30 June 2001
direction, forcing the beam to return to its original horizontal position and holding it at that position
during the rest period. Adjustable stop nuts installed on the flexure apparatus loading rod prevent
the beam from bending below the initial horizontal position during the rest period.
(2) The dynamic deflection of the beam's center is measured with an LVDT. An LVDT
suitable for this purpose is the Sheavitz type 100 M-L. The LVDT core is attached to a nut bonded
with epoxy cement to the center of the specimen. Outputs of the LVDT and the electrohydraulic
testing machine's load cell, through which loads are applied and controlled, can be fed to any
suitable recorder. The repeated flexure apparatus is enclosed in a controlled-temperature cabinet
capable of controlling temperatures within 0.28 degrees Celsius (2 degree Fahrenheit). A
Missimer's model 100 by 500 carbon dioxide plug-in temperature conditioner has been found to
provide suitable temperature control.
d. Specimen Preparation. Beam specimens 380 millimeters (15 inches) long with 59-
millimeter (3-1/2-inch) depths and 83 millimeter (3-1/4-inch) widths are prepared according to
ASTM D 3202. If there is undue movement of the mixture under the compactor foot during beam
compaction, the temperature, foot pressure, and number of tamping blows should be reduced.
Similar modifications to compaction procedures should be made if specimens with less density are
desired. A diamond-blade masonry saw is used to cut 76-millimeter (3-inch) or slightly less deep
by 76 millimeters (3-inch) or slightly less wide test specimens from the 380-millimeter- (15-inch-)
long beams. Specimens with suitable dimensions can also be cut from pavement samples. The
widths and depths of the specimens are measured to the nearest 0.25 millimeter (0.01 inch) at the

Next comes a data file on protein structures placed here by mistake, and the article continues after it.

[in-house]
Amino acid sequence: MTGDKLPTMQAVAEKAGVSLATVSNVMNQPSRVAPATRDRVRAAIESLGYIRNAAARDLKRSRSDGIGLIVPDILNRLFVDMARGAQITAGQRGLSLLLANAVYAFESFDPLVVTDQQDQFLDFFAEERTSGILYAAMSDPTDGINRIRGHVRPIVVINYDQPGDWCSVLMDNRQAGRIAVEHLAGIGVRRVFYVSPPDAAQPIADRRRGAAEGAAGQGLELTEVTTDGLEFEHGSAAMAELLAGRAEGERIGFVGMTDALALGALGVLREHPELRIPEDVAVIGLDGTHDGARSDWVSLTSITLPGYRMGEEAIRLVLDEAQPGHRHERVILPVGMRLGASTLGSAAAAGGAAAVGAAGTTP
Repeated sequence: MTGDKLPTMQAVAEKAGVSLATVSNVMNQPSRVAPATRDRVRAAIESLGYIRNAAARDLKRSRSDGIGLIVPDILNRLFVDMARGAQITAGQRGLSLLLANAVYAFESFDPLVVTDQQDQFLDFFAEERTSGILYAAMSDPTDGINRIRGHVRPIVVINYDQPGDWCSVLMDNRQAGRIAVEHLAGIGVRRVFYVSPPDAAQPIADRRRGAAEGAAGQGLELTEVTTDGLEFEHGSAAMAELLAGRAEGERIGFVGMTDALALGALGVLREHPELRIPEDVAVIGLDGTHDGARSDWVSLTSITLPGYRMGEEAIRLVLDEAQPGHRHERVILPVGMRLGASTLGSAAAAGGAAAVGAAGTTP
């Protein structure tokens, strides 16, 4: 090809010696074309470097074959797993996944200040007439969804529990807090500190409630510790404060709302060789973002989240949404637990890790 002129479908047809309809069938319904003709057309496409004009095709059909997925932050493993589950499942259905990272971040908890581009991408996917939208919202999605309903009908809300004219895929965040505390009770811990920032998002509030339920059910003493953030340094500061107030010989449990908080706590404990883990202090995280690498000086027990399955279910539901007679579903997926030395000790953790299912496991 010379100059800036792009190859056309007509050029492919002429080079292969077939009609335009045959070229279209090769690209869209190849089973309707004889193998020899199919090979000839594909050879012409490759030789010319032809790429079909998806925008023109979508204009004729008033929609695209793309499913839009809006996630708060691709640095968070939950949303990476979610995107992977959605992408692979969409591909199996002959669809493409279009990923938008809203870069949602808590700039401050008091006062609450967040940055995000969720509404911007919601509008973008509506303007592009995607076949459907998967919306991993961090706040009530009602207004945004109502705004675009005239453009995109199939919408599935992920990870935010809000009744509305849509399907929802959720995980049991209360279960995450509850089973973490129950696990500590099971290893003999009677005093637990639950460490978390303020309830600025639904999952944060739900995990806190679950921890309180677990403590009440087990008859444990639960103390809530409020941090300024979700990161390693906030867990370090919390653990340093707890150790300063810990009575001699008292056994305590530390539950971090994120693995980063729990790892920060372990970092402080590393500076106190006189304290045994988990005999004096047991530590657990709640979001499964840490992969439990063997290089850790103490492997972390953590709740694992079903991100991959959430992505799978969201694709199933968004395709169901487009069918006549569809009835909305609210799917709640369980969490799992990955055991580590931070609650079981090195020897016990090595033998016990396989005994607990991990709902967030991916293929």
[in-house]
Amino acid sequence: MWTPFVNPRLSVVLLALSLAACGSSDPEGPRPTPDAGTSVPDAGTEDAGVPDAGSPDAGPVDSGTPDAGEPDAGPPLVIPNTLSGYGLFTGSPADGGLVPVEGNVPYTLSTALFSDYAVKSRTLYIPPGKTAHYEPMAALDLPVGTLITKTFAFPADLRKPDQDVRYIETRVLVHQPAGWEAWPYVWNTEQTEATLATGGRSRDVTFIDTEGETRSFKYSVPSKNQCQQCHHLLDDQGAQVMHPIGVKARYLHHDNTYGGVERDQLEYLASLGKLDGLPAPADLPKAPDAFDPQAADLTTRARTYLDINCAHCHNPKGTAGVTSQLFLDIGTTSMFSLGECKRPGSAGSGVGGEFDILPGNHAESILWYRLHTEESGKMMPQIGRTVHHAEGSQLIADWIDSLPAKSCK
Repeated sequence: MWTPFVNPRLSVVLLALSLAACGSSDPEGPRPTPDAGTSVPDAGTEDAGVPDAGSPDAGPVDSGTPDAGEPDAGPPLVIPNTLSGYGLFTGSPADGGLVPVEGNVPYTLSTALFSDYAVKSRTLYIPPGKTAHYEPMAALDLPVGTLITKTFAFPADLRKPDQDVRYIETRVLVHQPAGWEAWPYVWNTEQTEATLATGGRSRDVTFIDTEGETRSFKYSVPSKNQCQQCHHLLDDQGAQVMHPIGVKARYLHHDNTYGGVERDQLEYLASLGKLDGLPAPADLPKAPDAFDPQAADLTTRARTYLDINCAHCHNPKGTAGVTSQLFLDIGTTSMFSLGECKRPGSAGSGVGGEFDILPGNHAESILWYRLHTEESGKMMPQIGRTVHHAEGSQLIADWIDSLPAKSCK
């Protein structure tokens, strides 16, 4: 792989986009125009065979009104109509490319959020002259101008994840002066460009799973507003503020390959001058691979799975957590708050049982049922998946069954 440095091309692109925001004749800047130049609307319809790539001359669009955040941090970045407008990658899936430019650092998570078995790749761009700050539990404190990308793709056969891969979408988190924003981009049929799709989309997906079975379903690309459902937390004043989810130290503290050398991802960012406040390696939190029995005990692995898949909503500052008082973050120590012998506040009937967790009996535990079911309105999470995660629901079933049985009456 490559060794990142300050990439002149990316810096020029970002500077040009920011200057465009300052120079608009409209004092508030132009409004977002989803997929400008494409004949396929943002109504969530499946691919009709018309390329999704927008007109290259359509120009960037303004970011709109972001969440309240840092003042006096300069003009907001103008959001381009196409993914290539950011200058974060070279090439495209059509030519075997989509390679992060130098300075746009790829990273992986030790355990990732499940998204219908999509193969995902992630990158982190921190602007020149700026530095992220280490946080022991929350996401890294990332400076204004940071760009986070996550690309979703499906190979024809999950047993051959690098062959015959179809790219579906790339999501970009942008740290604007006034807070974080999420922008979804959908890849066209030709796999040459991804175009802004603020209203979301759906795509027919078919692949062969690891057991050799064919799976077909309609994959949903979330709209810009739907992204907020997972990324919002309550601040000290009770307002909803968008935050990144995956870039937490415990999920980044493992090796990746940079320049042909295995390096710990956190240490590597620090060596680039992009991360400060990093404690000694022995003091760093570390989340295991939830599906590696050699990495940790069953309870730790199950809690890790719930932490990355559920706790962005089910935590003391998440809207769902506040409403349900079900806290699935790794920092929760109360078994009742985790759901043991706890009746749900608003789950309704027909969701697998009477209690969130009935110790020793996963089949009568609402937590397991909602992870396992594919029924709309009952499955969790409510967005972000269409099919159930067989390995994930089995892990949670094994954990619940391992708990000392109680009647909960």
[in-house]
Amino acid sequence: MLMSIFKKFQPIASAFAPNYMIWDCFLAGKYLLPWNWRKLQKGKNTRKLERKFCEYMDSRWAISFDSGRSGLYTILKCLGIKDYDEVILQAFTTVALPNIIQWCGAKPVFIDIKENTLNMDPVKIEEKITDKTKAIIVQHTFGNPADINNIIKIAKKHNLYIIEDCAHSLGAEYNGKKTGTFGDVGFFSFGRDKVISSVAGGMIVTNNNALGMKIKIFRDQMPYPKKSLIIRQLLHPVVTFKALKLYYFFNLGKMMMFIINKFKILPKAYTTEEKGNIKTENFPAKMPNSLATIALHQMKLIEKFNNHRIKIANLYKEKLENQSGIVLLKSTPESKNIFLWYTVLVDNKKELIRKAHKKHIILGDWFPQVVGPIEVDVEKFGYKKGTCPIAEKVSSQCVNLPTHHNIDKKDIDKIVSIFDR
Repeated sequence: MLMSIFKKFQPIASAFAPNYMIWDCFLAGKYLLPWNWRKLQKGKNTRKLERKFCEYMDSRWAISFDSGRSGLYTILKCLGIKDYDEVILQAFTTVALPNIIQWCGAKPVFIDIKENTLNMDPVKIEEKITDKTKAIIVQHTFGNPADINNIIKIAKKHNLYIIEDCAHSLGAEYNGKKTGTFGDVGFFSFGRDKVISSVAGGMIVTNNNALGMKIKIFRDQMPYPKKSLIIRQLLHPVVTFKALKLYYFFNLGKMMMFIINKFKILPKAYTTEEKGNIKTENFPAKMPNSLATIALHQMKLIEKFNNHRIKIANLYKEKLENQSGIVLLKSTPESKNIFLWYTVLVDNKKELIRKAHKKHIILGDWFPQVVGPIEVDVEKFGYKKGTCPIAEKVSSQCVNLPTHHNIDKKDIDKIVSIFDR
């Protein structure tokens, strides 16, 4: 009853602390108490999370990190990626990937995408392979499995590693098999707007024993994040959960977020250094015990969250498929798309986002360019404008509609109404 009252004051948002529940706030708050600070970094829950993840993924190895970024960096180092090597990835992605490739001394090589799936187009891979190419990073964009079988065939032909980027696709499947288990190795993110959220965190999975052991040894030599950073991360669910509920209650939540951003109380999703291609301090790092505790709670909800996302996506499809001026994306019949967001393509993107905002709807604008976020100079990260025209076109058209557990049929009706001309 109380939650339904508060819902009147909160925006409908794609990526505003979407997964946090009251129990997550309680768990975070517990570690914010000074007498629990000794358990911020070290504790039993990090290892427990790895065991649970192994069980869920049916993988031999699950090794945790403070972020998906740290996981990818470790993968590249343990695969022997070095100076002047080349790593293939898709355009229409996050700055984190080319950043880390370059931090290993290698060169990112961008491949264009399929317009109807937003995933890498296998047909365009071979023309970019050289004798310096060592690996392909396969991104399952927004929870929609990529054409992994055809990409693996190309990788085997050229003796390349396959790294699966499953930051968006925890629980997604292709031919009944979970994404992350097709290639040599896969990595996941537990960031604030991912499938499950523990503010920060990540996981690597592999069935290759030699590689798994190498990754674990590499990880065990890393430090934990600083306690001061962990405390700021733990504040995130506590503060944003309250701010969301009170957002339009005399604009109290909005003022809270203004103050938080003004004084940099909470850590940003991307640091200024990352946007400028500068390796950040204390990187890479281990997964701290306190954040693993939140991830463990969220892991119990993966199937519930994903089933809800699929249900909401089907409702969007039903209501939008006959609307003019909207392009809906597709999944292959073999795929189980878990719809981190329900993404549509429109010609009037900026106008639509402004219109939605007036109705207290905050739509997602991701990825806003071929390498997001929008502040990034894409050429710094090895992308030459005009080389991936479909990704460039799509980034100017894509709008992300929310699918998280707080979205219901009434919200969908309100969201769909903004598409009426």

center and at 51 millimeters (2 inches) from both sides of the center. Mean values are determined
and used for subsequent calculations.
e. Test Procedures.
(1) Repeated flexure apparatus loading clamps are adjusted to the same level as the
reaction clamps. The specimen is clamped in the fixture using a jig to position the centers of the
two loading clamps 51 millimeters (2 inches) from the beam center and to position the centers of
the two reactions clamps 165 millimeters (6-1/2 inches) from the beam center. Double layers of
Teflon sheets are placed between the specimen and the loading clamps to reduce friction and
longitudinal restraint caused by the clamps.
(2) After the beam has reached the desired test temperature, repeated loads are applied.
Duration of a load repetition is 0.1 second with 0.4-second rest periods between loads. The
applied load should be that which produces an extreme fiber stress level suitable for flexural fatigue
tests. For fatigue tests on typical bituminous concrete paving mixtures, the following ranges of
extreme fiber stress levels are suggested:
Temperatures, degrees Celsius
Stress Level Range
1.03 to 3.1 (150 to 450)
0.52 to 2.1 (75 to 300)
0.24 to 1.38 (35 to 200)